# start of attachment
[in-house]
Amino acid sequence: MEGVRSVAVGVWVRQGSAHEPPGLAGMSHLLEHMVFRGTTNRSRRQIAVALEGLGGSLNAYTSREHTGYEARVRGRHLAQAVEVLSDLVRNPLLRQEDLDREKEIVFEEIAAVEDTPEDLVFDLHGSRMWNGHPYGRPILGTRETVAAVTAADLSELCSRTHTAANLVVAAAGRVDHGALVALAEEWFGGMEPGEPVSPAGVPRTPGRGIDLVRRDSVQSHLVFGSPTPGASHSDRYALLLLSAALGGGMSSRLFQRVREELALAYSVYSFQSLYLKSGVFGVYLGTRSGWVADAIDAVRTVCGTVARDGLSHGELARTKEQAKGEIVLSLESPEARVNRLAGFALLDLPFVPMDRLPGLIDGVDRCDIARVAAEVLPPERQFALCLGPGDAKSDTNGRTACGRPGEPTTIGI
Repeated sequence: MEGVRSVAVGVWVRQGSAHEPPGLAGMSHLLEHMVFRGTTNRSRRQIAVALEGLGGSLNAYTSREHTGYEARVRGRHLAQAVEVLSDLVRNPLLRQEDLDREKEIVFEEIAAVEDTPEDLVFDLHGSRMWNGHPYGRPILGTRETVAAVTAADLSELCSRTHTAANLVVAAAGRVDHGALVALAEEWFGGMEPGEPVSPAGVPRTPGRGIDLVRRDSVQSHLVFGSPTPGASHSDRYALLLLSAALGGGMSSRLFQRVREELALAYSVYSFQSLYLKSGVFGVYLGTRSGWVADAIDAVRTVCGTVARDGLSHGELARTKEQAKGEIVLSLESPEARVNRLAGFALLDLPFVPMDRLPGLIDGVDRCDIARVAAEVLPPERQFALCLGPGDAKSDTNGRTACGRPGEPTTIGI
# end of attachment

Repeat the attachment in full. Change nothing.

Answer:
[in-house]
Amino acid sequence: MEGVRSVAVGVWVRQGSAHEPPGLAGMSHLLEHMVFRGTTNRSRRQIAVALEGLGGSLNAYTSREHTGYEARVRGRHLAQAVEVLSDLVRNPLLRQEDLDREKEIVFEEIAAVEDTPEDLVFDLHGSRMWNGHPYGRPILGTRETVAAVTAADLSELCSRTHTAANLVVAAAGRVDHGALVALAEEWFGGMEPGEPVSPAGVPRTPGRGIDLVRRDSVQSHLVFGSPTPGASHSDRYALLLLSAALGGGMSSRLFQRVREELALAYSVYSFQSLYLKSGVFGVYLGTRSGWVADAIDAVRTVCGTVARDGLSHGELARTKEQAKGEIVLSLESPEARVNRLAGFALLDLPFVPMDRLPGLIDGVDRCDIARVAAEVLPPERQFALCLGPGDAKSDTNGRTACGRPGEPTTIGI
Repeated sequence: MEGVRSVAVGVWVRQGSAHEPPGLAGMSHLLEHMVFRGTTNRSRRQIAVALEGLGGSLNAYTSREHTGYEARVRGRHLAQAVEVLSDLVRNPLLRQEDLDREKEIVFEEIAAVEDTPEDLVFDLHGSRMWNGHPYGRPILGTRETVAAVTAADLSELCSRTHTAANLVVAAAGRVDHGALVALAEEWFGGMEPGEPVSPAGVPRTPGRGIDLVRRDSVQSHLVFGSPTPGASHSDRYALLLLSAALGGGMSSRLFQRVREELALAYSVYSFQSLYLKSGVFGVYLGTRSGWVADAIDAVRTVCGTVARDGLSHGELARTKEQAKGEIVLSLESPEARVNRLAGFALLDLPFVPMDRLPGLIDGVDRCDIARVAAEVLPPERQFALCLGPGDAKSDTNGRTACGRPGEPTTIGI